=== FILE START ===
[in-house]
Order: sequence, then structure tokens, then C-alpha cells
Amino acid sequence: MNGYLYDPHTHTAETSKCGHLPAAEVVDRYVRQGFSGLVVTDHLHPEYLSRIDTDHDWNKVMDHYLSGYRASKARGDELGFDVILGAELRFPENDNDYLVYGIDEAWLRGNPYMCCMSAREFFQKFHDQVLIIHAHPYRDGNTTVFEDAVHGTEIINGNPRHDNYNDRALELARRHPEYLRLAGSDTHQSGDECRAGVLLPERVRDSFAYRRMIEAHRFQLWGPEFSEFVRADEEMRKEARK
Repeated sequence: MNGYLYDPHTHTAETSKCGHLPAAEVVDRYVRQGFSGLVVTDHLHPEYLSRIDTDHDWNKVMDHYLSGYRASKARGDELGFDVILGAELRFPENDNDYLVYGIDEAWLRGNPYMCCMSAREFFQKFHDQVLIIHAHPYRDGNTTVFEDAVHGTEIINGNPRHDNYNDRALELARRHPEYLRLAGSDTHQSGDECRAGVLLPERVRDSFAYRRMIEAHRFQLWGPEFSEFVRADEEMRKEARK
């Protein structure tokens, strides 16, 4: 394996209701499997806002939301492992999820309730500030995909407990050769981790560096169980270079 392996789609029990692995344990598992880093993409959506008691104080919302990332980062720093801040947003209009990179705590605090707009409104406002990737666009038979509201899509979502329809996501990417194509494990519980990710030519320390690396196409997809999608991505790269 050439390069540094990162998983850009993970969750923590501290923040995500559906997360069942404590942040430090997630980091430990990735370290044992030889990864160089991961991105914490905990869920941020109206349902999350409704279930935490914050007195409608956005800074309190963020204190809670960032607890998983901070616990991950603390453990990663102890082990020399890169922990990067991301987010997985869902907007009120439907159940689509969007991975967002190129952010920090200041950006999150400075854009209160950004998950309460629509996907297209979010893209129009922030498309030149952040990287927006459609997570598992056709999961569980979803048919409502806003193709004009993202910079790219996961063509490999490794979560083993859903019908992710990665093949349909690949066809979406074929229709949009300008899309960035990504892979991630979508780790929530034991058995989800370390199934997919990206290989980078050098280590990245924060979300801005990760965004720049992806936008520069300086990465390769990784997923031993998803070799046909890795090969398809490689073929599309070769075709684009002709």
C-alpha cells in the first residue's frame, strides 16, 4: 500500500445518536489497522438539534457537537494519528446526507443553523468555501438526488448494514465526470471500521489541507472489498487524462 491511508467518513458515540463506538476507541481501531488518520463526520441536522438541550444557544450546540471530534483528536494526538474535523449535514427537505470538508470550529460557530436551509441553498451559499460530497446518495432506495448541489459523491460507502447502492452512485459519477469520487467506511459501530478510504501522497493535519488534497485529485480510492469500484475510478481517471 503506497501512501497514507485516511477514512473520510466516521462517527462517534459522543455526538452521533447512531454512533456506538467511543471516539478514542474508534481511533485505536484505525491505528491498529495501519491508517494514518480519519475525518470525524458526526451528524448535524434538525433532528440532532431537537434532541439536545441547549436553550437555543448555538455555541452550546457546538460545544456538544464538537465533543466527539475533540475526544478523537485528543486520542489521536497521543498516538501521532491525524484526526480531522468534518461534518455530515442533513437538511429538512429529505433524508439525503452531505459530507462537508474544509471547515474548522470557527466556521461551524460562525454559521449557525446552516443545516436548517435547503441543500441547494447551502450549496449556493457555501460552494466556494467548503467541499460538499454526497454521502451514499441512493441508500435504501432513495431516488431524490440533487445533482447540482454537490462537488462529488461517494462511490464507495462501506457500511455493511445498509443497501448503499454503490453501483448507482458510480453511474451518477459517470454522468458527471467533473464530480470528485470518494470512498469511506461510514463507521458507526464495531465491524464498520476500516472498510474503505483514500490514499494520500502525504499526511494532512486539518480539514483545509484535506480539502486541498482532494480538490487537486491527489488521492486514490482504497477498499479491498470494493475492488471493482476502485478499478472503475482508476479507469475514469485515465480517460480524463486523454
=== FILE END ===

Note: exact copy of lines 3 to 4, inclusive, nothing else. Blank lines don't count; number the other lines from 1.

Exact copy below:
Amino acid sequence: MNGYLYDPHTHTAETSKCGHLPAAEVVDRYVRQGFSGLVVTDHLHPEYLSRIDTDHDWNKVMDHYLSGYRASKARGDELGFDVILGAELRFPENDNDYLVYGIDEAWLRGNPYMCCMSAREFFQKFHDQVLIIHAHPYRDGNTTVFEDAVHGTEIINGNPRHDNYNDRALELARRHPEYLRLAGSDTHQSGDECRAGVLLPERVRDSFAYRRMIEAHRFQLWGPEFSEFVRADEEMRKEARK
Repeated sequence: MNGYLYDPHTHTAETSKCGHLPAAEVVDRYVRQGFSGLVVTDHLHPEYLSRIDTDHDWNKVMDHYLSGYRASKARGDELGFDVILGAELRFPENDNDYLVYGIDEAWLRGNPYMCCMSAREFFQKFHDQVLIIHAHPYRDGNTTVFEDAVHGTEIINGNPRHDNYNDRALELARRHPEYLRLAGSDTHQSGDECRAGVLLPERVRDSFAYRRMIEAHRFQLWGPEFSEFVRADEEMRKEARK